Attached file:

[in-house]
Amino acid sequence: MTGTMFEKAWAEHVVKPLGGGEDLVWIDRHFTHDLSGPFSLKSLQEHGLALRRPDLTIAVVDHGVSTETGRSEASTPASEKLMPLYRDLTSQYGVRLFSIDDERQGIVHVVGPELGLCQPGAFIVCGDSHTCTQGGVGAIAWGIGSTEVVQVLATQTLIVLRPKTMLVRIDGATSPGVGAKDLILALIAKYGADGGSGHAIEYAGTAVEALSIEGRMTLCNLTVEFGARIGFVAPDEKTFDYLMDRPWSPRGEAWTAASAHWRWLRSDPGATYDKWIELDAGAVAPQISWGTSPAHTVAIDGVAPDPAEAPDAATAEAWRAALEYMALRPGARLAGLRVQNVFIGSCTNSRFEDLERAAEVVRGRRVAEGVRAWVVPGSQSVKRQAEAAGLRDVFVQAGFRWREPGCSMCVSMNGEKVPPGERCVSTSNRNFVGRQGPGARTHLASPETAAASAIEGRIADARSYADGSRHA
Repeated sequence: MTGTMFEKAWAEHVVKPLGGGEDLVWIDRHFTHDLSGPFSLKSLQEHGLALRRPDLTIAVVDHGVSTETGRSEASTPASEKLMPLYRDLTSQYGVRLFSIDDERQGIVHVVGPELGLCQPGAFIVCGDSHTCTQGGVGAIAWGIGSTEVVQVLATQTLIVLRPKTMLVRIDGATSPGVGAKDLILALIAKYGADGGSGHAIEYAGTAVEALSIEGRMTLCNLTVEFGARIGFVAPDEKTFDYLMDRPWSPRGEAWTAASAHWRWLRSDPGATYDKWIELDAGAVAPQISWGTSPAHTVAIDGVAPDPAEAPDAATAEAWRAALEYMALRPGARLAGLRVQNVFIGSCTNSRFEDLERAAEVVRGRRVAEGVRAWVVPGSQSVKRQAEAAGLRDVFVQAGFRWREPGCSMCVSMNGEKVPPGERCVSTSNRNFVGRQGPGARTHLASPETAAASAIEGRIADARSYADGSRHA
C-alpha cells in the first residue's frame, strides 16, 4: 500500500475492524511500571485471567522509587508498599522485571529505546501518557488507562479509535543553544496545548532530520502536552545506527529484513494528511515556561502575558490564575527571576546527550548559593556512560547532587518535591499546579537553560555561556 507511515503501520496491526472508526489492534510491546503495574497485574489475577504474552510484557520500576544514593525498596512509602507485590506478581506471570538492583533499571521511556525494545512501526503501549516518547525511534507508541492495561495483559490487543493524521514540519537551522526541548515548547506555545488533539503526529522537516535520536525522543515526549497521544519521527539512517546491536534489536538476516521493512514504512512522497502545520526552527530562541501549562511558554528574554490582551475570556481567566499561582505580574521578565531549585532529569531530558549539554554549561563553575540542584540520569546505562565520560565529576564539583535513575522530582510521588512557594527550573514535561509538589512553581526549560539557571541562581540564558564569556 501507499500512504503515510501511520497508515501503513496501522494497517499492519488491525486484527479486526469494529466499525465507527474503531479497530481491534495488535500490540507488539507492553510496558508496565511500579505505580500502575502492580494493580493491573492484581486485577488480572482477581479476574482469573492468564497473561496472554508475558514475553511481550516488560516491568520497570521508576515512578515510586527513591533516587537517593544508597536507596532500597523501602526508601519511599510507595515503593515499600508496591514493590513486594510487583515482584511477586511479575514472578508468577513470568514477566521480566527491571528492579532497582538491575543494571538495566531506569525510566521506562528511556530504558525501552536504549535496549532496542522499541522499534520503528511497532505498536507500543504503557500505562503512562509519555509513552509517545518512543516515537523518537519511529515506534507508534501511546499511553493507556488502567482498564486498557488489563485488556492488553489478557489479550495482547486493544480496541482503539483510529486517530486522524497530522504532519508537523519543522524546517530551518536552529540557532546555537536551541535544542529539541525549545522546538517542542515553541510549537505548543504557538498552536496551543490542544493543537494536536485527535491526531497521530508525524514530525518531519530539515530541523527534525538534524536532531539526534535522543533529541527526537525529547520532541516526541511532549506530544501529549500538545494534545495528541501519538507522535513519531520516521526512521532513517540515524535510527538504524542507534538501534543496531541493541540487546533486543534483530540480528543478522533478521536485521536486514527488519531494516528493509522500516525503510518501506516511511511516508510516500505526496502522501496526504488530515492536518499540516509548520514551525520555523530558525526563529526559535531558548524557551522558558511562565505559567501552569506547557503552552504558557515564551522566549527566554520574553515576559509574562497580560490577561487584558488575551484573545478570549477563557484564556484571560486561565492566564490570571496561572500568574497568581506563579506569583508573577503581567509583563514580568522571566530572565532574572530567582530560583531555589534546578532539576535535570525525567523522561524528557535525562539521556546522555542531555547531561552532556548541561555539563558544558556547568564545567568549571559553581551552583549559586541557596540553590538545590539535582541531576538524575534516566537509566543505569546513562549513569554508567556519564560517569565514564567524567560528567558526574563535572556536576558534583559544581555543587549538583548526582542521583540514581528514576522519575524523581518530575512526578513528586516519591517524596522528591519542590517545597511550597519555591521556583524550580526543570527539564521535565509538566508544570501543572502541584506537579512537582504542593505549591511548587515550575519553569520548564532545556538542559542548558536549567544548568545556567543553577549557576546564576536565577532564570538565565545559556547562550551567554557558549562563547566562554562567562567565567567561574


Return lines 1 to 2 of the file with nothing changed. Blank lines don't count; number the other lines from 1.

[in-house]
Amino acid sequence: MTGTMFEKAWAEHVVKPLGGGEDLVWIDRHFTHDLSGPFSLKSLQEHGLALRRPDLTIAVVDHGVSTETGRSEASTPASEKLMPLYRDLTSQYGVRLFSIDDERQGIVHVVGPELGLCQPGAFIVCGDSHTCTQGGVGAIAWGIGSTEVVQVLATQTLIVLRPKTMLVRIDGATSPGVGAKDLILALIAKYGADGGSGHAIEYAGTAVEALSIEGRMTLCNLTVEFGARIGFVAPDEKTFDYLMDRPWSPRGEAWTAASAHWRWLRSDPGATYDKWIELDAGAVAPQISWGTSPAHTVAIDGVAPDPAEAPDAATAEAWRAALEYMALRPGARLAGLRVQNVFIGSCTNSRFEDLERAAEVVRGRRVAEGVRAWVVPGSQSVKRQAEAAGLRDVFVQAGFRWREPGCSMCVSMNGEKVPPGERCVSTSNRNFVGRQGPGARTHLASPETAAASAIEGRIADARSYADGSRHA